Not only what we eat, but how we eat can have a direct effect on the health of our digestive system. We’ve been taught that lots of water and a healthy diet high in fiber will keep things moving as they should. But most of us don’t give enough thought to how we eat – which can be equally as important.
First and foremost, we need to slow down when we eat. Eating too fast causes us to rush through chewing which is a very important step in the digestive process. And scarfing down our food makes it very easy for us to overeat – the result being uncomfortable bloating and acid reflux.
Digestion starts in the mouth before we even take our first bite. Just thinking about food, seeing it, and smelling it increases our production of saliva. Saliva contains digestive enzymes that begin to break our food down chemically. Pair this with the physical break down of food from our teeth and the digestive process is well underway. By keeping our food in our mouth longer, we can take a lot of pressure off of other digestive organs further down the digestive process.
Take a full twenty minutes to eat a meal. Force yourself to slow down by taking a break between forkfuls. Avoid cutting your food into small pieces ahead of time so that the food remains in your mouth longer while you chew it.
Eating too fast often causes us to overeat. It takes up to twenty minutes for our brain to get the signal that we are full. If we consume everything on our plate within five minutes, we will very likely eat right past the point when we are physically full. Take a full twenty minutes to eat your next meal – you may be surprised at how little your body actually needs to feel satiated.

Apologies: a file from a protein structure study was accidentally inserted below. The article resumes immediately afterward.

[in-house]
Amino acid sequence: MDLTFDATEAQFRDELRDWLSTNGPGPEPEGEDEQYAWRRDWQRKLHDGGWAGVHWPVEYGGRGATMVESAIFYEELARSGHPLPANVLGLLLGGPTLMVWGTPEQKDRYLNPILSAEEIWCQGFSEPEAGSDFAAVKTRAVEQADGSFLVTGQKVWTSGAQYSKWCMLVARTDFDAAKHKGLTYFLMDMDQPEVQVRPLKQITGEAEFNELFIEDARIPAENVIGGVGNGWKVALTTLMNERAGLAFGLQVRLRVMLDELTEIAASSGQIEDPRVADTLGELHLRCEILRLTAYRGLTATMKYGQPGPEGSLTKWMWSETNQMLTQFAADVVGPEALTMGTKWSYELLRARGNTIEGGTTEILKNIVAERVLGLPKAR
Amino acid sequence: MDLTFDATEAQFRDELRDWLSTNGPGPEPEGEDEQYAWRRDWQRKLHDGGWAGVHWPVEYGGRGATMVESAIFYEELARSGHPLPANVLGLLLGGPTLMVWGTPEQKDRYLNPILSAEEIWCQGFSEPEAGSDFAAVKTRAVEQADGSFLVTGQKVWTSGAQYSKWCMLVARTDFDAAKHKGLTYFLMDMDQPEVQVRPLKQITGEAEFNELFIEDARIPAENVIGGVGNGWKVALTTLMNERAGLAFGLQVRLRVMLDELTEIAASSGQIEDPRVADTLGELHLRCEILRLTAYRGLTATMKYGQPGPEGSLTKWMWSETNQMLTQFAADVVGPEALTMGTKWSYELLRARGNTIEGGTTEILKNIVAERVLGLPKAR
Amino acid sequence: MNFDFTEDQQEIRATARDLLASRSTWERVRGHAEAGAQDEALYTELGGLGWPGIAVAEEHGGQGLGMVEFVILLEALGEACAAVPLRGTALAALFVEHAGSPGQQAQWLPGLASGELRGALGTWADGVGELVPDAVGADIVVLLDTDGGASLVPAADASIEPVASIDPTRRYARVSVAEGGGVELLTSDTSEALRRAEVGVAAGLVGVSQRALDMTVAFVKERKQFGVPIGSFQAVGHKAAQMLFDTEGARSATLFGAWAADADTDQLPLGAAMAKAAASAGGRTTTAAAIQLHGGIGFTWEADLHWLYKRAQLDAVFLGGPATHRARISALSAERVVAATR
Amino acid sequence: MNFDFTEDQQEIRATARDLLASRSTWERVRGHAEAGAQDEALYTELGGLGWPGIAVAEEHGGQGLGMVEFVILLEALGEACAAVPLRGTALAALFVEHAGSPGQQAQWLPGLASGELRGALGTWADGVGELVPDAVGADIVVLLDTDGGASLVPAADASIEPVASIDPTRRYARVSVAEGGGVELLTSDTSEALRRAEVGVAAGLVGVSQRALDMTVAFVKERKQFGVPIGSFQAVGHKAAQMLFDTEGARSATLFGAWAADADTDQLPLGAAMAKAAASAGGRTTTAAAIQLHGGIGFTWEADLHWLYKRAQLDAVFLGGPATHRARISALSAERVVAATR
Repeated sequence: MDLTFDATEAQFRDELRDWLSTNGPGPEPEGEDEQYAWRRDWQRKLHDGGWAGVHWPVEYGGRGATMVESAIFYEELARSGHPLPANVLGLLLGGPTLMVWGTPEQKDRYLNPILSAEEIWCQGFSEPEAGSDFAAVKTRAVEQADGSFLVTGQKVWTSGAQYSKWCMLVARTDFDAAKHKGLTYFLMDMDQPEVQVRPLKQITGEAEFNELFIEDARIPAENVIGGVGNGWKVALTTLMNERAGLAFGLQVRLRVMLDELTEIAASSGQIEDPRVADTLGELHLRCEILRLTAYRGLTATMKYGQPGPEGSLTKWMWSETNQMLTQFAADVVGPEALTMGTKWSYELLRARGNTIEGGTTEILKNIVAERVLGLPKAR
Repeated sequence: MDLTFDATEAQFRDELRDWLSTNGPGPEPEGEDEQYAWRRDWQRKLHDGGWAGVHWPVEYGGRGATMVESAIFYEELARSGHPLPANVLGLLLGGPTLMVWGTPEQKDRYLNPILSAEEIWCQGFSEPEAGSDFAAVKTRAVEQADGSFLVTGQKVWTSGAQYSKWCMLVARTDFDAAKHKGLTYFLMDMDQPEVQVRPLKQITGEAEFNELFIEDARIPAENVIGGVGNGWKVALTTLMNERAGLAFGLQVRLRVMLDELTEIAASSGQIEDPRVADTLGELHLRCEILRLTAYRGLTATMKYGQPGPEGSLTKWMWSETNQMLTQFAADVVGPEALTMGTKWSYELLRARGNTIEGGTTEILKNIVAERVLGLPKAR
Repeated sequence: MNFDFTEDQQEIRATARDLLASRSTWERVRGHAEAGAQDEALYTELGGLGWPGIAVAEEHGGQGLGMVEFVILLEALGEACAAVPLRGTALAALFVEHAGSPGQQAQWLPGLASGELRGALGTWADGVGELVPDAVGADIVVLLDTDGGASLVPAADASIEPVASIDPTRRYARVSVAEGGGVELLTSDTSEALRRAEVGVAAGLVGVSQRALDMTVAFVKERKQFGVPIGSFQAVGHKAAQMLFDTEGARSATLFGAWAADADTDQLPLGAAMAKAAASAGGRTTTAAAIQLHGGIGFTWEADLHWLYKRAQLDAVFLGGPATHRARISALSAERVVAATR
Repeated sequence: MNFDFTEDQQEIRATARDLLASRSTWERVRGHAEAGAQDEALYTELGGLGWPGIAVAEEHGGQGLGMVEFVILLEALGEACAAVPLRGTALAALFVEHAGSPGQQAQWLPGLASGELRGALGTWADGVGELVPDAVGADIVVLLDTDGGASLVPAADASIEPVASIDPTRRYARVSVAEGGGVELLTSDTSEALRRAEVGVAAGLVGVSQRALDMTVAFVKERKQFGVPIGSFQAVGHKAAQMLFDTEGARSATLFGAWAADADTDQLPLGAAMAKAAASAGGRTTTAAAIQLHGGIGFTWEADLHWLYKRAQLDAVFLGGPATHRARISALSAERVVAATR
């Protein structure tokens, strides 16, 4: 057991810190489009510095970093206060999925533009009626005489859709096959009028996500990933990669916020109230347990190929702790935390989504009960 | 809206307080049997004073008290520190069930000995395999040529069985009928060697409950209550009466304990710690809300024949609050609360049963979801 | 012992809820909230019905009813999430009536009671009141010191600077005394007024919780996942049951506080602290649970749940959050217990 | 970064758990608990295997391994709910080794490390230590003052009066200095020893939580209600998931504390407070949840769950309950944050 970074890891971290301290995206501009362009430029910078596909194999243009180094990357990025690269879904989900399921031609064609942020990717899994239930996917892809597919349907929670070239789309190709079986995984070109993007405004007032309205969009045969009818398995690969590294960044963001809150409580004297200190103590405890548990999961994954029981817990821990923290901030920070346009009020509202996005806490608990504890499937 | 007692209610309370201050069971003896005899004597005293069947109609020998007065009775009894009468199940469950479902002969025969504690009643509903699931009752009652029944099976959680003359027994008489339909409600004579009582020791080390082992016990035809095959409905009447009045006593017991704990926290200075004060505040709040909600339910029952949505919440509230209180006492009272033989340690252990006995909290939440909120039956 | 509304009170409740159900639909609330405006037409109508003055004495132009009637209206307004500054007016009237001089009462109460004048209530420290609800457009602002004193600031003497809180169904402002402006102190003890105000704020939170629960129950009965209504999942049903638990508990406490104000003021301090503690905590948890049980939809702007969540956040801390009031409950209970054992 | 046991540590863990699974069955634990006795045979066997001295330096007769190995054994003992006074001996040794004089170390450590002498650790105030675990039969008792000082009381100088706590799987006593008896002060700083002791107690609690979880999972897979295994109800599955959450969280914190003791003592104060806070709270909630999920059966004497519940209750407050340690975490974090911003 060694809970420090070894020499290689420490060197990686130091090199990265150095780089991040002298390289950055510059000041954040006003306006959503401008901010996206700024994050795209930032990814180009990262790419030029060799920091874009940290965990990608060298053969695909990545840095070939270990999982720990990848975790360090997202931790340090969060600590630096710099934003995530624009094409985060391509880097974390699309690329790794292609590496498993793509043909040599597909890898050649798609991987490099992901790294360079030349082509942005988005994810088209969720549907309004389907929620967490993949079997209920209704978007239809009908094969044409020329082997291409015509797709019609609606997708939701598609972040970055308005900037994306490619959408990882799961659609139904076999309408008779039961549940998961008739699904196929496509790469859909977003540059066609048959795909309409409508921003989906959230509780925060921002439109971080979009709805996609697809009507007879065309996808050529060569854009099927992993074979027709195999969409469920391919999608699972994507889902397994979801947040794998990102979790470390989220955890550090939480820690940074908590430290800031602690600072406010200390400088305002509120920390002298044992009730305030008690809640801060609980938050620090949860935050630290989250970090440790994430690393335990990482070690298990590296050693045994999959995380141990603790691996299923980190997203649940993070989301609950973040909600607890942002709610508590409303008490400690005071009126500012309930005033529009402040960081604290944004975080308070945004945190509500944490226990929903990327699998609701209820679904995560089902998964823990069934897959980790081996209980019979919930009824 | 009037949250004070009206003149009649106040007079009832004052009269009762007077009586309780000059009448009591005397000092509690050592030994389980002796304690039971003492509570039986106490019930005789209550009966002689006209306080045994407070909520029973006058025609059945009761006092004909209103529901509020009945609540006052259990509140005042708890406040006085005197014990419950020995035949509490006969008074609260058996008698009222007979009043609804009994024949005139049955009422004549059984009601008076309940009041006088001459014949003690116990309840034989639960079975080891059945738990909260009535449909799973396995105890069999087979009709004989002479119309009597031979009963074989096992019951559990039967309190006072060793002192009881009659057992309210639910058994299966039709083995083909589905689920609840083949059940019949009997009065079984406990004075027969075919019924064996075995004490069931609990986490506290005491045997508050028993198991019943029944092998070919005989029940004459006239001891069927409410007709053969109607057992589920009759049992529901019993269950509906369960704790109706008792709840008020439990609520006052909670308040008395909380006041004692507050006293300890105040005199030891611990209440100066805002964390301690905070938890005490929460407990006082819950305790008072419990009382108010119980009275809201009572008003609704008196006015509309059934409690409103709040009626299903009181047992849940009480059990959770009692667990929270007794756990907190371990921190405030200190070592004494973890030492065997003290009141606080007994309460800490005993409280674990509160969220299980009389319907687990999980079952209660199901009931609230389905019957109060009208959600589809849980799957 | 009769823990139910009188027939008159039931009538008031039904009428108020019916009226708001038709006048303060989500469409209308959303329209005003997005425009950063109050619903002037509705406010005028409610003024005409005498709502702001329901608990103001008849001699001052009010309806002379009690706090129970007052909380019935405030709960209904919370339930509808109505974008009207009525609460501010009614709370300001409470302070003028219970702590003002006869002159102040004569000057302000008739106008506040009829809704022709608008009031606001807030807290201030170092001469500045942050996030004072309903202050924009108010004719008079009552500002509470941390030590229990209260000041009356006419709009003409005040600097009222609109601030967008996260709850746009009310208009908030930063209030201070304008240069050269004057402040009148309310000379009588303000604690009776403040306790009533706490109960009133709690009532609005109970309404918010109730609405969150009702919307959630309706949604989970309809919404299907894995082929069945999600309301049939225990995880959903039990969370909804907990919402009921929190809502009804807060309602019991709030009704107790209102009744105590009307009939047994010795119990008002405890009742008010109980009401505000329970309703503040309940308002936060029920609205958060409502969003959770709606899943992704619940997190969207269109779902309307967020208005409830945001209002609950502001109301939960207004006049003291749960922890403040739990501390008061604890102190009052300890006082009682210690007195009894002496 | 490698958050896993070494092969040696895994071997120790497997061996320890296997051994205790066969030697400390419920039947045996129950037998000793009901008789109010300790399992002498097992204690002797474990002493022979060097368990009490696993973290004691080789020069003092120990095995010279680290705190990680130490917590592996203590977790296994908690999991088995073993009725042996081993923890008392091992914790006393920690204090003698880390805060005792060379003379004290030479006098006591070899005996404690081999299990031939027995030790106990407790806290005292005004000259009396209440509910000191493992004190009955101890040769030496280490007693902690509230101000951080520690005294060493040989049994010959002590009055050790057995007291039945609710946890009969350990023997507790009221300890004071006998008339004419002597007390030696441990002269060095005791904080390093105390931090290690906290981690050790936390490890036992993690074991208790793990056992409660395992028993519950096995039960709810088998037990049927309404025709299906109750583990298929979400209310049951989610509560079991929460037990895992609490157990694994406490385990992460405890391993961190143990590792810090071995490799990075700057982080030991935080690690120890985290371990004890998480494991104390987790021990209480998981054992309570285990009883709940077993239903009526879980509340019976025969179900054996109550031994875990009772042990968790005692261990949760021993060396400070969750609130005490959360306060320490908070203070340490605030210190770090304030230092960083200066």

Overeating and acid reflux go hand-in-hand. The more we eat, the more stomach juices are made; the more stomach juices present, the better odds they will find their way up to our esophagus. Also, when we eat too much, our stomach becomes distended which can disrupt the function of the esophageal sphincter (a ring of muscles that keeps stomach acids out of the esophagus).
Pay close attention to how your body feels while eating and do not be concerned with what is left on your plate. If you feel satisfied, put the fork down. If you go beyond that point, you will end up consuming too much. To make portioning your food easier, plan to eat smaller meals, more often. Instead of three large meals every six hours, try five or six meals every three hours.
Avoid eating alone, watching television, reading, working, or letting you mind wander while you are eating. Try to focus on each bite of food and think about how much enjoyment each one is giving you. By chewing your food well, eating slowly and paying attention to your body, you are taking those important, yet often overloooked steps toward maintaining a healthy digestion.